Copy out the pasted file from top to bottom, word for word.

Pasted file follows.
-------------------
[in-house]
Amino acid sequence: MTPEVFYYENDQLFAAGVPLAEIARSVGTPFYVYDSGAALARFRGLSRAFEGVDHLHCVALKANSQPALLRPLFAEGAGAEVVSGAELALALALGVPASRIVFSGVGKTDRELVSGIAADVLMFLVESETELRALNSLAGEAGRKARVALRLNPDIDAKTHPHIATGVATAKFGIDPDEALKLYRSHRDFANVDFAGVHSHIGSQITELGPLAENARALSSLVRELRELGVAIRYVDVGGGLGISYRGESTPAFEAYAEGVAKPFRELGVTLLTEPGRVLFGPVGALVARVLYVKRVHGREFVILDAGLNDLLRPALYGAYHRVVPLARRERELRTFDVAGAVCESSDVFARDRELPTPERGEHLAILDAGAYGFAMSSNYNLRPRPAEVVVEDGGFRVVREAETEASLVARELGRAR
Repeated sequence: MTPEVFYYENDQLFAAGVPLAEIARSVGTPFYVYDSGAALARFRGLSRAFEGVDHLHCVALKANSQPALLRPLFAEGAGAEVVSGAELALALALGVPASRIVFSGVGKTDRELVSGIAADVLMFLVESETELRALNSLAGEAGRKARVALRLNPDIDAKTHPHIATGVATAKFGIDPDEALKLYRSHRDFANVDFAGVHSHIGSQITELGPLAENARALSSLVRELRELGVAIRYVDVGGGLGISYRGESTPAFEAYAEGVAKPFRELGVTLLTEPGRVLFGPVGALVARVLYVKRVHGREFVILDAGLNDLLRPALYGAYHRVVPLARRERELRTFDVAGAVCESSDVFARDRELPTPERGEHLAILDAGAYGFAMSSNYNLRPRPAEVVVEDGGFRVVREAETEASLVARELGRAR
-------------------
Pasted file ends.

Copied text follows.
[in-house]
Amino acid sequence: MTPEVFYYENDQLFAAGVPLAEIARSVGTPFYVYDSGAALARFRGLSRAFEGVDHLHCVALKANSQPALLRPLFAEGAGAEVVSGAELALALALGVPASRIVFSGVGKTDRELVSGIAADVLMFLVESETELRALNSLAGEAGRKARVALRLNPDIDAKTHPHIATGVATAKFGIDPDEALKLYRSHRDFANVDFAGVHSHIGSQITELGPLAENARALSSLVRELRELGVAIRYVDVGGGLGISYRGESTPAFEAYAEGVAKPFRELGVTLLTEPGRVLFGPVGALVARVLYVKRVHGREFVILDAGLNDLLRPALYGAYHRVVPLARRERELRTFDVAGAVCESSDVFARDRELPTPERGEHLAILDAGAYGFAMSSNYNLRPRPAEVVVEDGGFRVVREAETEASLVARELGRAR
Repeated sequence: MTPEVFYYENDQLFAAGVPLAEIARSVGTPFYVYDSGAALARFRGLSRAFEGVDHLHCVALKANSQPALLRPLFAEGAGAEVVSGAELALALALGVPASRIVFSGVGKTDRELVSGIAADVLMFLVESETELRALNSLAGEAGRKARVALRLNPDIDAKTHPHIATGVATAKFGIDPDEALKLYRSHRDFANVDFAGVHSHIGSQITELGPLAENARALSSLVRELRELGVAIRYVDVGGGLGISYRGESTPAFEAYAEGVAKPFRELGVTLLTEPGRVLFGPVGALVARVLYVKRVHGREFVILDAGLNDLLRPALYGAYHRVVPLARRERELRTFDVAGAVCESSDVFARDRELPTPERGEHLAILDAGAYGFAMSSNYNLRPRPAEVVVEDGGFRVVREAETEASLVARELGRAR